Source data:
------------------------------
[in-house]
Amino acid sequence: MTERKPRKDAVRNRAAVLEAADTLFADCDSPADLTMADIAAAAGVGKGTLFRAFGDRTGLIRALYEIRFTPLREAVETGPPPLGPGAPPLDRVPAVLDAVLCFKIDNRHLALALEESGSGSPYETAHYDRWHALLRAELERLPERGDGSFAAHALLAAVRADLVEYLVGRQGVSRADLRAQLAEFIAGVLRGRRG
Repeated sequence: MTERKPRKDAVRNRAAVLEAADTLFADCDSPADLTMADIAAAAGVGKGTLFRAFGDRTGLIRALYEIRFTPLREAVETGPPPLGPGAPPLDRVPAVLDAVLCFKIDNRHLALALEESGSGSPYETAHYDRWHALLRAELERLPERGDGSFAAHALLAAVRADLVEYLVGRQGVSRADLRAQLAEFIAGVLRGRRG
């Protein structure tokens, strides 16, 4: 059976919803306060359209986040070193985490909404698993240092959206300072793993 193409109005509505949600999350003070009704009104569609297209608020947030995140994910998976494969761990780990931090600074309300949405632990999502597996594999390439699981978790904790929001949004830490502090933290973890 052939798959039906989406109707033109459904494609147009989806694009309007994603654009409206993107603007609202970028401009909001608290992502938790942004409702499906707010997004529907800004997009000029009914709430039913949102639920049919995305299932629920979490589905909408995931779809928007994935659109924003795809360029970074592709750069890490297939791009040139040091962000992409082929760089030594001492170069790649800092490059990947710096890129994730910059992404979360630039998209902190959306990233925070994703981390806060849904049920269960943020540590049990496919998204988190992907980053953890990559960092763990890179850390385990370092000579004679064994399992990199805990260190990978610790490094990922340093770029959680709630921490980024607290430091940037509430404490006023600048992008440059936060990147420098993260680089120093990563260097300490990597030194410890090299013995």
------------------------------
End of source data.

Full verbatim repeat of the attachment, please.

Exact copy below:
[in-house]
Amino acid sequence: MTERKPRKDAVRNRAAVLEAADTLFADCDSPADLTMADIAAAAGVGKGTLFRAFGDRTGLIRALYEIRFTPLREAVETGPPPLGPGAPPLDRVPAVLDAVLCFKIDNRHLALALEESGSGSPYETAHYDRWHALLRAELERLPERGDGSFAAHALLAAVRADLVEYLVGRQGVSRADLRAQLAEFIAGVLRGRRG
Repeated sequence: MTERKPRKDAVRNRAAVLEAADTLFADCDSPADLTMADIAAAAGVGKGTLFRAFGDRTGLIRALYEIRFTPLREAVETGPPPLGPGAPPLDRVPAVLDAVLCFKIDNRHLALALEESGSGSPYETAHYDRWHALLRAELERLPERGDGSFAAHALLAAVRADLVEYLVGRQGVSRADLRAQLAEFIAGVLRGRRG
């Protein structure tokens, strides 16, 4: 059976919803306060359209986040070193985490909404698993240092959206300072793993 193409109005509505949600999350003070009704009104569609297209608020947030995140994910998976494969761990780990931090600074309300949405632990999502597996594999390439699981978790904790929001949004830490502090933290973890 052939798959039906989406109707033109459904494609147009989806694009309007994603654009409206993107603007609202970028401009909001608290992502938790942004409702499906707010997004529907800004997009000029009914709430039913949102639920049919995305299932629920979490589905909408995931779809928007994935659109924003795809360029970074592709750069890490297939791009040139040091962000992409082929760089030594001492170069790649800092490059990947710096890129994730910059992404979360630039998209902190959306990233925070994703981390806060849904049920269960943020540590049990496919998204988190992907980053953890990559960092763990890179850390385990370092000579004679064994399992990199805990260190990978610790490094990922340093770029959680709630921490980024607290430091940037509430404490006023600048992008440059936060990147420098993260680089120093990563260097300490990597030194410890090299013995």